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In Sharif’s Removal, Pakistani Democracy Suffers A Major Setback

Former Pakistani Prime Minister Nawaz Sharif
Former Pakistani Prime Minister Nawaz Sharif

Pakistan is witnessing a new reiteration of an old political drama. Yet another elected prime minister has been ousted from power before completing his term in office.

Prime Minister Nawaz Sharif was disqualified by the country’s apex court on July 28 for undeclared assets. His removal from office, the third in a tumultuous political career spanning three decades, has plunged the country into political crisis.

Sharif’s loyalists scrambled to respond to the verdict and contain the fallout from the decision, which immediately resulted in the collapse of his administration.

Opposition politicians, on the other hand, were jubilant.

"The Supreme Court’s decision has given hope to the people of Pakistan today,” said Imran Khan, leader of Pakistan Tehreek-e Insaf (PTI), the main opposition party. “Everyone will be held accountable now. This is the beginning.”

A cursory look at Pakistan’s seven-decade history shows that such accountability is unlikely. The decision is likely to further undermine the country’s anemic democracy, which has suffered frequent coups and is under the shadow of a powerful security establishment -- a euphemism for military generals largely viewed as orchestrating Pakistan’s security and foreign policies.

Four military generals have ruled the country for more than 33 years after launching coups or inheriting power from another military ruler. While not in power, the generals pulled strings by forming a king’s party to attract turncoat politicians, orchestrating elections, and even engineering the downfall of leaders who refused to toe their line. Sharif, a steel magnate from the eastern province of Punjab, was groomed by former military dictator General Muhammad Zia-ul-Haq in the 1980s.

Khawaja Saad Rafique, a former minister and senior leader of Sharif’s Pakistan Muslim League-Nawaz (PML-N) party, says his leader’s ouster is the continuation of a cycle wherein the establishment goes after civilian politicians.

“We know very well the supposed real crime of Nawaz Sharif and the Pakistan Muslim League: wanting to establish civilian supremacy in Pakistan,” he told journalists in Islamabad on July 28 hours after the verdict. “We are elected into the corridors of power but are often humiliated out. We are also frequently thrown into prison.”

It is telling that none of Pakistan’s civilian prime ministers completed their terms in office. Most were assassinated, deposed, executed after controversial court verdicts, or sent into exile.

In 1993, Sharif’s first term in office ended after then President Ghulam Ishaq Khan dissolved his government and the parliament. He was re-elected in 1997 but was ousted in a military coup in October 1999 led by military chief General Pervez Musharraf. He later spent years in exile while Musharraf maintained a stranglehold over power until late 2007.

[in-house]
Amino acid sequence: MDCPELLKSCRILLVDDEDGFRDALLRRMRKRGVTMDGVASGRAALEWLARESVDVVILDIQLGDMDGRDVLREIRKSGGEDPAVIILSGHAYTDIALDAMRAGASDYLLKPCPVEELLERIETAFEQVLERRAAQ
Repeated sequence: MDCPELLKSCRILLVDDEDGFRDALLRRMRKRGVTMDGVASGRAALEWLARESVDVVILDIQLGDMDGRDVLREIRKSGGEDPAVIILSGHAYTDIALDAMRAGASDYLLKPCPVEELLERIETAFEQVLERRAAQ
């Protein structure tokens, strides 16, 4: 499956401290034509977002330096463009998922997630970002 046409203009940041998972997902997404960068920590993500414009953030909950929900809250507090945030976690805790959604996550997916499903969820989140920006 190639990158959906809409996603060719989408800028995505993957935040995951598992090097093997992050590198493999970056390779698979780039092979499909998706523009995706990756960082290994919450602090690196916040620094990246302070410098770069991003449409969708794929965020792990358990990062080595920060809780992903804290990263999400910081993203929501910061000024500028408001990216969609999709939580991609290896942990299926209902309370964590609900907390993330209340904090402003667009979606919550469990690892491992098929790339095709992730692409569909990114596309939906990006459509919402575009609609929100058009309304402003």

“While everyone else hides in their homes, we fight against the dictatorships. We have often sacrificed our lives to restore democracy in this country,” Rafique said of his party’s struggle under Musharraf and the resilience shown by Pakistani politicos.

“Once in power, we make more sacrifices to put our house in order,” he added, alluding to how civilian leaders typically shy away from challenging military dominance when faced with difficult decisions.

Weak political parties, mostly held together by loyalty to dynasties instead of manifestos or paths of action, often lack leadership, transparency, and democracy. In recent decades, rich industrialists, business tycoons, and feudal leaders have dominated political parties to amass wealth and power.

Sharif’s immediate challenge now is to preserve his party’s administration in Islamabad by trying to hold on to his party’s majority in the National Assembly, or lower house of the Pakistani Parliament, which elects the prime minister.

However, the path forward for Pakistani democracy is less clear. After Sharif’s ouster, veteran politician Javed Hashmi reiterated his stance that the verdict was part of a judicial coup -- a new form of military-orchestrated power grab.

“Imran Khan told me that this time around they would get rid of Sharif through the Supreme Court,” he told journalists in the central city of Multan on July 28. “Today, once again, I want to reiterate that we should form a military court, which should also call on Khan and Musharraf to [establish who orchestrated this conspiracy] and clear the whole thing.”

Former lawmaker Hashmi was once a diehard supporter of Sharif but left his party in 2011 to join Khan’s PTI. However, he left the PTI in 2014, when Khan attempted to force Sharif out of office through a sit-in in front of the parliament over alleged election rigging. Hashmi said military generals had choreographed the agitation.

In the run-up to Sharif’s ouster, Hashmi questioned why Pakistani courts have failed to hold Musharraf accountable in various cases, including allegedly subverting the constitution.

“We cannot even speak about him. Can anyone punish him?" Hashmi asked.